Clive RobinsonJuly 3, 2012 1:46 AM

@ Brandioch Conner,

For example, still trying to use signatures to identify the "bad" software instead of using multiple checksums to make sure that the stuff that is there is what you intended to be there.

"checksums" are a form of signiture, sadly usually used on static binaries not active code.

There is nothing wrong with signiture analysis when you know what things should look like. Sadly we use it mainly to look for "known knowns" malware only. It would be way way better to use it on the "known known" that is the running code. That is as long as you executable always matches it's signiture both in terms of memory location values and order of execution then you have quite a high probability it's not had malware injected into it at the executable code level.

The downside of this is software developers need to develop their code to have strong signitures with little or no unpredictable variance. This is something they appear very reluctant to do. currently.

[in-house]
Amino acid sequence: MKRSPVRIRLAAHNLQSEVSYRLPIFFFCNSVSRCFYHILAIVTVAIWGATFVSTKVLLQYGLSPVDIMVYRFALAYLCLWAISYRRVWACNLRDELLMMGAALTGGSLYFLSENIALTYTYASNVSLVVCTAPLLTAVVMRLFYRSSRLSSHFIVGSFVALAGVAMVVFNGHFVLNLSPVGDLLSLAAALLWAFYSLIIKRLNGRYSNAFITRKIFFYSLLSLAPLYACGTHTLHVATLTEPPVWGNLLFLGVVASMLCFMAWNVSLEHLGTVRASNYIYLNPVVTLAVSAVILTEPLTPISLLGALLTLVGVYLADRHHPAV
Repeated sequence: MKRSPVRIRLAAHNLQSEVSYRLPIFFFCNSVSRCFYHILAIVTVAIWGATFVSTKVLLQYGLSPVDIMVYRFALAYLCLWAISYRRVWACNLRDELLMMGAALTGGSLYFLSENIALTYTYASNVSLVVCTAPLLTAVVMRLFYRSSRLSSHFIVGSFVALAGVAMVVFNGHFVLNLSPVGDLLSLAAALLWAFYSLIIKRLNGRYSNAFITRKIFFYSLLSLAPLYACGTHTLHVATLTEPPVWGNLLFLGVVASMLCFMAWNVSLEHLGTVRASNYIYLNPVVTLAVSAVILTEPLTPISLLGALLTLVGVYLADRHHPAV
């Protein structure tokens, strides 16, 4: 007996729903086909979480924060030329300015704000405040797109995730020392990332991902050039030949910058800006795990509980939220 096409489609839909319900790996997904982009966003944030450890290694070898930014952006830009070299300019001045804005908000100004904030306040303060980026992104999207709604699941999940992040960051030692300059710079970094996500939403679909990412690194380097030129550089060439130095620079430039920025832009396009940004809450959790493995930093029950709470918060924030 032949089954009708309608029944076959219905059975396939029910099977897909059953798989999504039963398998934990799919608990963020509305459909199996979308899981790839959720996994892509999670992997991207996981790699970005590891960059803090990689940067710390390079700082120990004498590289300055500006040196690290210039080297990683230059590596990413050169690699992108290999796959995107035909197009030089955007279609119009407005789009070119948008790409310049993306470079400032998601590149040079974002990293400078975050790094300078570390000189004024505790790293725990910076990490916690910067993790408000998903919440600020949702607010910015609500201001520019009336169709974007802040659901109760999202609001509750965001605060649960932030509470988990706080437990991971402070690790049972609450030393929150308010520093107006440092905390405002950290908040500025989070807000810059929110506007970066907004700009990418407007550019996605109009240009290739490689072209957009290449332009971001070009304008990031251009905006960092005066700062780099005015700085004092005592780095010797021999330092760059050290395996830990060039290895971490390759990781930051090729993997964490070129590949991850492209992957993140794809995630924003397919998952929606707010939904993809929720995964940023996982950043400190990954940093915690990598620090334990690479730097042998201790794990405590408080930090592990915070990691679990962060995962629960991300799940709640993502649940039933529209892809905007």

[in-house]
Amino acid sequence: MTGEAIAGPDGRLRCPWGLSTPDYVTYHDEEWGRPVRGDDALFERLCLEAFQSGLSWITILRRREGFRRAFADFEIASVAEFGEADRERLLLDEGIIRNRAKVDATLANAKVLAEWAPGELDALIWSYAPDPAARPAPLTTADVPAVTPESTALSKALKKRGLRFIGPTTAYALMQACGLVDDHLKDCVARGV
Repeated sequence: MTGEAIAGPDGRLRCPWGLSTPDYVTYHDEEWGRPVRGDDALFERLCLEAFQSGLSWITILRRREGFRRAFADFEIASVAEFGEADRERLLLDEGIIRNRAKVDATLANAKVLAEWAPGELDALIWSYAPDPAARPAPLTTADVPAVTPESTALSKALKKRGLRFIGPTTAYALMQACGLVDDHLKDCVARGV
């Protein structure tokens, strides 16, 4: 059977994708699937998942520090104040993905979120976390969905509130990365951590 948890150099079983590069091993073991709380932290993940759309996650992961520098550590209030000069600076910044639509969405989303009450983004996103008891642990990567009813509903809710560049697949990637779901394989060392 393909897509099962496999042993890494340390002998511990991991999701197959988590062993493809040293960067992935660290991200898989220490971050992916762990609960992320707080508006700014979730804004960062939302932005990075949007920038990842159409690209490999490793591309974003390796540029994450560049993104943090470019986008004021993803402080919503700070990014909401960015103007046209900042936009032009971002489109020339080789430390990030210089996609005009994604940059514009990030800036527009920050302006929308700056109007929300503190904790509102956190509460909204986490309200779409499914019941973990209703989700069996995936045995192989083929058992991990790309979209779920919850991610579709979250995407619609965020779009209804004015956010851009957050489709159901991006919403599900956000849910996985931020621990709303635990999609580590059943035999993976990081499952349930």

Clive RobinsonJuly 3, 2012 2:06 AM

@ Anon,

The big unknown is in the debate is the extent of IP theft of corporate secrets. I don't know if most corporate IP departments are capable of determining...

This is actually all their own fault and is primarily to do with a failure in the "audit process".

For some reason many places will upgrade hardware etc for the latest OS or Apps but they won't upgrade the hardware to run the necessary audit functions.